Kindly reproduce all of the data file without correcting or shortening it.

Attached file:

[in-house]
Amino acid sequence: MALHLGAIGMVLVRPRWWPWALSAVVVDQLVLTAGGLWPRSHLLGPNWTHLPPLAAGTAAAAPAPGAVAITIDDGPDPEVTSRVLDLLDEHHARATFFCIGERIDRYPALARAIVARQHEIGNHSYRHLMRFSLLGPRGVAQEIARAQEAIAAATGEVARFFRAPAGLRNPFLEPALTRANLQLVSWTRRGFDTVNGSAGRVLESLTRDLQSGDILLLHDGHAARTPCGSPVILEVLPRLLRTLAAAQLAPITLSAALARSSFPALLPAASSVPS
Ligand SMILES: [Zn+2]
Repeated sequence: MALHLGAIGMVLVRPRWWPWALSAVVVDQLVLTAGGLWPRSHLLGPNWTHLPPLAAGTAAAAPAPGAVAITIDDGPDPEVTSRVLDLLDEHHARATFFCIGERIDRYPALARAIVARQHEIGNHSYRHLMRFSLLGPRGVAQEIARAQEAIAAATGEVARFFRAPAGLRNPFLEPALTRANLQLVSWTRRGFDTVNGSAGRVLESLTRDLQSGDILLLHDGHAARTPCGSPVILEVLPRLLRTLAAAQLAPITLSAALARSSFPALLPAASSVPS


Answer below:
[in-house]
Amino acid sequence: MALHLGAIGMVLVRPRWWPWALSAVVVDQLVLTAGGLWPRSHLLGPNWTHLPPLAAGTAAAAPAPGAVAITIDDGPDPEVTSRVLDLLDEHHARATFFCIGERIDRYPALARAIVARQHEIGNHSYRHLMRFSLLGPRGVAQEIARAQEAIAAATGEVARFFRAPAGLRNPFLEPALTRANLQLVSWTRRGFDTVNGSAGRVLESLTRDLQSGDILLLHDGHAARTPCGSPVILEVLPRLLRTLAAAQLAPITLSAALARSSFPALLPAASSVPS
Ligand SMILES: [Zn+2]
Repeated sequence: MALHLGAIGMVLVRPRWWPWALSAVVVDQLVLTAGGLWPRSHLLGPNWTHLPPLAAGTAAAAPAPGAVAITIDDGPDPEVTSRVLDLLDEHHARATFFCIGERIDRYPALARAIVARQHEIGNHSYRHLMRFSLLGPRGVAQEIARAQEAIAAATGEVARFFRAPAGLRNPFLEPALTRANLQLVSWTRRGFDTVNGSAGRVLESLTRDLQSGDILLLHDGHAARTPCGSPVILEVLPRLLRTLAAAQLAPITLSAALARSSFPALLPAASSVPS